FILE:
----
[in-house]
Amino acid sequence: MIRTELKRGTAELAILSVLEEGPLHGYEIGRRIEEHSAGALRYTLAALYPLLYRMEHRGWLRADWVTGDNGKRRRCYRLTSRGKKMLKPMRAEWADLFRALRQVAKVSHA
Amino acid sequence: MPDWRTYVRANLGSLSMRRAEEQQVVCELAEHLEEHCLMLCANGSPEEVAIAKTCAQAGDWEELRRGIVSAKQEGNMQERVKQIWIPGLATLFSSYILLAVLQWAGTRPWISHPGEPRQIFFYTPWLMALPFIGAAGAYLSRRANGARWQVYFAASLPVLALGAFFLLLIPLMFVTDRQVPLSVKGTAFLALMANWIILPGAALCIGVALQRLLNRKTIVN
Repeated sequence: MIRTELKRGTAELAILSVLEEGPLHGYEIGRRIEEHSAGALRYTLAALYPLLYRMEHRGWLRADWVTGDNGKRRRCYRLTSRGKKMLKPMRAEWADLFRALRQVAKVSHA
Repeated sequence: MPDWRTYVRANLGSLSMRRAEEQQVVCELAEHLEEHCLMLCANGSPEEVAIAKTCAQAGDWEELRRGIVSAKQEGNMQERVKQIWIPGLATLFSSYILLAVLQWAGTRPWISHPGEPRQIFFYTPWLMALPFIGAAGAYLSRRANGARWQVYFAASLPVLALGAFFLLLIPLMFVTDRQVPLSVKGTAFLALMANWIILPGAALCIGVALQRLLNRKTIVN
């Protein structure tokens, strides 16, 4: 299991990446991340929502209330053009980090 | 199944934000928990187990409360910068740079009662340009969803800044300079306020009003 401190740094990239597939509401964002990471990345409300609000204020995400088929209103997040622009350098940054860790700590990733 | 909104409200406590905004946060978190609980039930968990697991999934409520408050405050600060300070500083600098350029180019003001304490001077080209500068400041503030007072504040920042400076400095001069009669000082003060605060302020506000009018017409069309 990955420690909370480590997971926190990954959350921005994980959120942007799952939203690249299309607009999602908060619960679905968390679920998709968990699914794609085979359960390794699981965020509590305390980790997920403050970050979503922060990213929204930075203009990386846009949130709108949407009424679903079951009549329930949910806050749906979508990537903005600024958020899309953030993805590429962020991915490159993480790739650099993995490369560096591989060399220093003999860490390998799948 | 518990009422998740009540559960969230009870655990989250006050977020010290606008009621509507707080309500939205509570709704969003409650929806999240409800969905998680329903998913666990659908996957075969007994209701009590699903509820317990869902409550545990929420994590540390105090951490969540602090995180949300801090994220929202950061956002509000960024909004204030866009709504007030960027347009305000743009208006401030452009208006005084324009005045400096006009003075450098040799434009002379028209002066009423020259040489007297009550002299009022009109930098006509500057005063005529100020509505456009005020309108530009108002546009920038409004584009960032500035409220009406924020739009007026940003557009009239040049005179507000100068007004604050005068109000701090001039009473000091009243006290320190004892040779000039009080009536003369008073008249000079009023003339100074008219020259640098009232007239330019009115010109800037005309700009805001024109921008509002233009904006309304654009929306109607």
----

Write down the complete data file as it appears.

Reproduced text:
[in-house]
Amino acid sequence: MIRTELKRGTAELAILSVLEEGPLHGYEIGRRIEEHSAGALRYTLAALYPLLYRMEHRGWLRADWVTGDNGKRRRCYRLTSRGKKMLKPMRAEWADLFRALRQVAKVSHA
Amino acid sequence: MPDWRTYVRANLGSLSMRRAEEQQVVCELAEHLEEHCLMLCANGSPEEVAIAKTCAQAGDWEELRRGIVSAKQEGNMQERVKQIWIPGLATLFSSYILLAVLQWAGTRPWISHPGEPRQIFFYTPWLMALPFIGAAGAYLSRRANGARWQVYFAASLPVLALGAFFLLLIPLMFVTDRQVPLSVKGTAFLALMANWIILPGAALCIGVALQRLLNRKTIVN
Repeated sequence: MIRTELKRGTAELAILSVLEEGPLHGYEIGRRIEEHSAGALRYTLAALYPLLYRMEHRGWLRADWVTGDNGKRRRCYRLTSRGKKMLKPMRAEWADLFRALRQVAKVSHA
Repeated sequence: MPDWRTYVRANLGSLSMRRAEEQQVVCELAEHLEEHCLMLCANGSPEEVAIAKTCAQAGDWEELRRGIVSAKQEGNMQERVKQIWIPGLATLFSSYILLAVLQWAGTRPWISHPGEPRQIFFYTPWLMALPFIGAAGAYLSRRANGARWQVYFAASLPVLALGAFFLLLIPLMFVTDRQVPLSVKGTAFLALMANWIILPGAALCIGVALQRLLNRKTIVN
């Protein structure tokens, strides 16, 4: 299991990446991340929502209330053009980090 | 199944934000928990187990409360910068740079009662340009969803800044300079306020009003 401190740094990239597939509401964002990471990345409300609000204020995400088929209103997040622009350098940054860790700590990733 | 909104409200406590905004946060978190609980039930968990697991999934409520408050405050600060300070500083600098350029180019003001304490001077080209500068400041503030007072504040920042400076400095001069009669000082003060605060302020506000009018017409069309 990955420690909370480590997971926190990954959350921005994980959120942007799952939203690249299309607009999602908060619960679905968390679920998709968990699914794609085979359960390794699981965020509590305390980790997920403050970050979503922060990213929204930075203009990386846009949130709108949407009424679903079951009549329930949910806050749906979508990537903005600024958020899309953030993805590429962020991915490159993480790739650099993995490369560096591989060399220093003999860490390998799948 | 518990009422998740009540559960969230009870655990989250006050977020010290606008009621509507707080309500939205509570709704969003409650929806999240409800969905998680329903998913666990659908996957075969007994209701009590699903509820317990869902409550545990929420994590540390105090951490969540602090995180949300801090994220929202950061956002509000960024909004204030866009709504007030960027347009305000743009208006401030452009208006005084324009005045400096006009003075450098040799434009002379028209002066009423020259040489007297009550002299009022009109930098006509500057005063005529100020509505456009005020309108530009108002546009920038409004584009960032500035409220009406924020739009007026940003557009009239040049005179507000100068007004604050005068109000701090001039009473000091009243006290320190004892040779000039009080009536003369008073008249000079009023003339100074008219020259640098009232007239330019009115010109800037005309700009805001024109921008509002233009904006309304654009929306109607």